House of David

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Non-fiction time, kiddies! Put on your Magic Beards and follow along!


The House of David is/was a religious commune, just another bunch of end-of-the-world cultists, you'd think. Founded in 1903 by Benjamin and Mary Purnell, they settled in Michigan, recruiting like-minded members.

Like any cult, they had a bunch of rules for its members:

  • Communal living. Any money made went to the group but members got fed and housed. Didn't work for Russia, though.
  • Vegetarianism/No meat. Fair enough, but there's going to be a lot of bacon left over when the Apocalypse comes.
  • No involvement with the dead. So no attending funerals, but no zombie or vampire nonsense, either. Sounds good right there.
  • No tobacco. Chewing tobacco was pretty popular then, so it's understandable not to get spit at and to have clean floors when the Apocalypse comes.
  • No alcohol. A typical cult rule that probably would just make a lot of people drink vodka or Everclear. This? Just water.
  • No sex.* Not even for married couples. Well, end times are coming so no babies are needed. But no, I ain't signing up. Note the asterisk, though.
  • Don't cut your hair, beard included. That Bible thing again. Pretty hard for women and children to grow beards. Any rules about keeping birds in the beards?


Now with the end coming any minute, you'd think they'd be sitting around praying 24/7 or something. Nope. For a group that may have had around thousand members or so at their peak, they were the hardest working people imaginable. Today's Korean immigrants have nothing on these guys. And that was not about building doomsday devices or anything good like that. To make up for all the "no"s and to make money to support themselves, they had:

  • An amusement park that had a miniature train ride, a zoo, restaurant, bands and dancing. Open to the public, it was one place that even orthodox Jews could attend (vegetarian is kosher) and for whom was built a small temple. Maybe a tiger might hand you a pamphlet or something, but that was about it.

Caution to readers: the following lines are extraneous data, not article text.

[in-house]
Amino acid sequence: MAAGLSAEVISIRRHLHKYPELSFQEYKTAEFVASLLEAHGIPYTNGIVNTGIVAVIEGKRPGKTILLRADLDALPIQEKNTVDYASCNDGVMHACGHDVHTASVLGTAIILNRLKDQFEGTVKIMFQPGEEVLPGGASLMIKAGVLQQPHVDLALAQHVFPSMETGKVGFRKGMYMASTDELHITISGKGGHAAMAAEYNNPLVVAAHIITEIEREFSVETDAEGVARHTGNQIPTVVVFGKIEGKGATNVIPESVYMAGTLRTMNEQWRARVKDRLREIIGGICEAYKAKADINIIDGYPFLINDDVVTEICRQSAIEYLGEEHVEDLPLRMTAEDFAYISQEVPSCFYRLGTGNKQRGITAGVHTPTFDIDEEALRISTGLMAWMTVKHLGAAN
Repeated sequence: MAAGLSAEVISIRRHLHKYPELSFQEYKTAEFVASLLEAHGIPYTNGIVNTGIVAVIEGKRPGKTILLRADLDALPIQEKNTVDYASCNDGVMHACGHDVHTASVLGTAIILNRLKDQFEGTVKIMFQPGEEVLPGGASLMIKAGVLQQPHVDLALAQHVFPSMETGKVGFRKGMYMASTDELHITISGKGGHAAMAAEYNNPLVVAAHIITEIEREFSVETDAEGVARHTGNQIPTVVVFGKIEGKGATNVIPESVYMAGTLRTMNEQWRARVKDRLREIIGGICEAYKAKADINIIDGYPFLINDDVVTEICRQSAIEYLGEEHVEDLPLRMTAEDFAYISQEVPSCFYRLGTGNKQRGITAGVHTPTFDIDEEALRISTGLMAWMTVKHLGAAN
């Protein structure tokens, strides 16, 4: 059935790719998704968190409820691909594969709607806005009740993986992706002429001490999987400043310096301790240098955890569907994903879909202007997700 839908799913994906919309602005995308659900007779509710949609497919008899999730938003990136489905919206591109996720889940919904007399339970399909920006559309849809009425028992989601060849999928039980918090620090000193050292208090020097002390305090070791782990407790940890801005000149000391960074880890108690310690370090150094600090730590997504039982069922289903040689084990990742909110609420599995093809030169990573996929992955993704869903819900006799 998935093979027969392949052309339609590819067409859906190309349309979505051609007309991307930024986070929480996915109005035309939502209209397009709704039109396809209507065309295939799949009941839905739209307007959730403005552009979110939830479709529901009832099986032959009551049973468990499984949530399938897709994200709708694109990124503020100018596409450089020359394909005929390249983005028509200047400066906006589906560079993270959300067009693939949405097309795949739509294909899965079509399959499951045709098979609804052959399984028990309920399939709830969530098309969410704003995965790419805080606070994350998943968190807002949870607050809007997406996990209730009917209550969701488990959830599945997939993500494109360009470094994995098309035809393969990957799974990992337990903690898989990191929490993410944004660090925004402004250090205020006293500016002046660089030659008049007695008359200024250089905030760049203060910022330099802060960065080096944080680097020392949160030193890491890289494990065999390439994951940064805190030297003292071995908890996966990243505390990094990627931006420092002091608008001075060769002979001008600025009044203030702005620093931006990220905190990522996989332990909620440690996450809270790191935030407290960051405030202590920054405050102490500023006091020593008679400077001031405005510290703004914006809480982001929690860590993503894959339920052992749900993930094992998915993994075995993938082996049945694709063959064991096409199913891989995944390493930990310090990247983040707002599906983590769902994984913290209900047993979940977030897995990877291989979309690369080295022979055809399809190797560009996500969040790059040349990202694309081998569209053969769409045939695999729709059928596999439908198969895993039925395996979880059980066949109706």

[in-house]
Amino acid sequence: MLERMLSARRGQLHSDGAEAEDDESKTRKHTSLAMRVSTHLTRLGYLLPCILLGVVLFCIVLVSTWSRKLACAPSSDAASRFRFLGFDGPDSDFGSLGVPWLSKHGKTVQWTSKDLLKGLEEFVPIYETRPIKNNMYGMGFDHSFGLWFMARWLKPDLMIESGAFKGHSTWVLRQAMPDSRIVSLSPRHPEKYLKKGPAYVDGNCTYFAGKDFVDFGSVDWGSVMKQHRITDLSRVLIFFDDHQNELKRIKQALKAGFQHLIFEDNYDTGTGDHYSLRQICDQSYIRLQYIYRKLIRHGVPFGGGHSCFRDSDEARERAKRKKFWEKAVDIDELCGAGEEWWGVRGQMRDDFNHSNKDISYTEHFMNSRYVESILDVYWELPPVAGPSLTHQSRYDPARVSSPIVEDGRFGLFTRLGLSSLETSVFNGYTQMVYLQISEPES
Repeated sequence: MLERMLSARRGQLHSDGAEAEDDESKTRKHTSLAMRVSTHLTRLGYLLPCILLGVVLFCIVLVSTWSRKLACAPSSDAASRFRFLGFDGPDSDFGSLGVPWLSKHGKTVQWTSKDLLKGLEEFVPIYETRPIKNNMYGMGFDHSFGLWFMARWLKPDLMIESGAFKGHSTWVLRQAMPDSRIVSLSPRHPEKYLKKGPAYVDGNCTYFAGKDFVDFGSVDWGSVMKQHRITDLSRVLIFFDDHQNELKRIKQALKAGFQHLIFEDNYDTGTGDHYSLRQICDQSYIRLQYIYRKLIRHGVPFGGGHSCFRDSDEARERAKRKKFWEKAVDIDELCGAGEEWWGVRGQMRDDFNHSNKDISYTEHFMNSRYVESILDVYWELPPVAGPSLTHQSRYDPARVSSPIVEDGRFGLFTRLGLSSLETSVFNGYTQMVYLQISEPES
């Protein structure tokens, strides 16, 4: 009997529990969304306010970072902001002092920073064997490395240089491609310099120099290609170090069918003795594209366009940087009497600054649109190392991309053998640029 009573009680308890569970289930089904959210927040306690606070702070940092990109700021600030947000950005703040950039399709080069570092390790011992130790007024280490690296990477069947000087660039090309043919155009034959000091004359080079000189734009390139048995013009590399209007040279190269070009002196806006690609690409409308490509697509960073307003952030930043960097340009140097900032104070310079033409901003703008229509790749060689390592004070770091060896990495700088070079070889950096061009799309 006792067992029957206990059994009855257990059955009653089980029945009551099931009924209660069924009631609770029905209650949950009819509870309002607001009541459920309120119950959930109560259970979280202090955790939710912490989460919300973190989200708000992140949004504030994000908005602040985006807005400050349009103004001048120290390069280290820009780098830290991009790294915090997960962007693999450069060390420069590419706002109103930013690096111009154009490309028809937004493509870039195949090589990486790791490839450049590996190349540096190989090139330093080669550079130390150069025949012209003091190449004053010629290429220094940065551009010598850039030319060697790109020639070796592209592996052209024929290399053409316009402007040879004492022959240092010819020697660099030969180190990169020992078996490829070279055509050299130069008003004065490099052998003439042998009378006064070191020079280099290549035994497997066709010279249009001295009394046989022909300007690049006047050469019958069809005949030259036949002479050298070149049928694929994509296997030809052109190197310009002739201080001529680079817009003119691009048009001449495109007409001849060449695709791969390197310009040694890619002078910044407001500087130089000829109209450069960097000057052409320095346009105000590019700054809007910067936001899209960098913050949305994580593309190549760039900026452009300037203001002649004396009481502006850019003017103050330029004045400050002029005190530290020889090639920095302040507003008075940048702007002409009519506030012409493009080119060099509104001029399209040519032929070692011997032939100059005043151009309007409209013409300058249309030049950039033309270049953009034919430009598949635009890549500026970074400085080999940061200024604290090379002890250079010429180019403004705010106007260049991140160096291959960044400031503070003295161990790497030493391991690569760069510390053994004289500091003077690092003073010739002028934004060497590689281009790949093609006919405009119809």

• a beer garden at the park. You apparently could drink, but they couldn't. Made you feel sorry for them and probably got the waiters bigger tips.
  • Technology. With a bowling alley at the park, members invented the automatic bowling pin setter and sold the rights to Brunswick.
  • Women's rights. Women had a say in running the commune and could have jobs normally done by men. This is a cult, you say?
  • Bands. These were sent out on the vaudeville theater circuit to make money. So, the Soggy Bottom Boys meet Gandalf, then. But this also including jazz bands. This is a cult, you say?
  • Baseball and basketball teams. Yup, and more than one.
Rivendell elves prepare to take on the orcs in a twi-night doubleheader.

The House of David baseball team was and is still famous, barnstorming across the country like the bands. They even hired ringers who either grew a beard or wore fake ones to match. So you think all those beardy baseball players of today are unusual? House of David was included in the Negro League as they were excluded by major league teams. The beard/hair thing, again. So, back in the day, you could see Saruman and Gandalf lookalikes playing locally.

With the amusement park, bands and sports teams, the House of David was a visible, well-known and pretty popular bunch. They may have worn their religion on their sleeves (or chins) but there are no accounts of scary heavy-handed evangelizing like cults do today, with someone standing on your chest, screaming at you while trying to stuff tracts down your throat. For a doomsday cult, they were a pretty sunny bunch. Weirdo Japanese cults, pay attention here! Yet the city they were in, Benton Harbor, refused to hire members because of beardophobia. The House of David eventually bought controlling interest in its streetcar system and had members working for it.

Asterisk (*) time. Founder Benjamin Purnell was accused of molesting girls in the commune. This was perhaps an attempt to shut down the group and seize their cash. Sound familiar? The founder died before he could be tried. But with him gone, there was a power struggle and a split. Sound familiar? Mary Purnell then took her supporters and moved all the way down the road and set up a new colony. What? No tortured voyage across oceans and deserts? No ninja assassinations? No mysterious explosions? Were these people even human?

Today, the branches still exist with a couple of members each, enough for a game of hopscotch, maybe. This was the intent of Mary Purnell, actually, to just fade away and the assets would go to Michigan by law. But the groups have lots of money, so perhaps now is the time for ninja assassinations and explosions.

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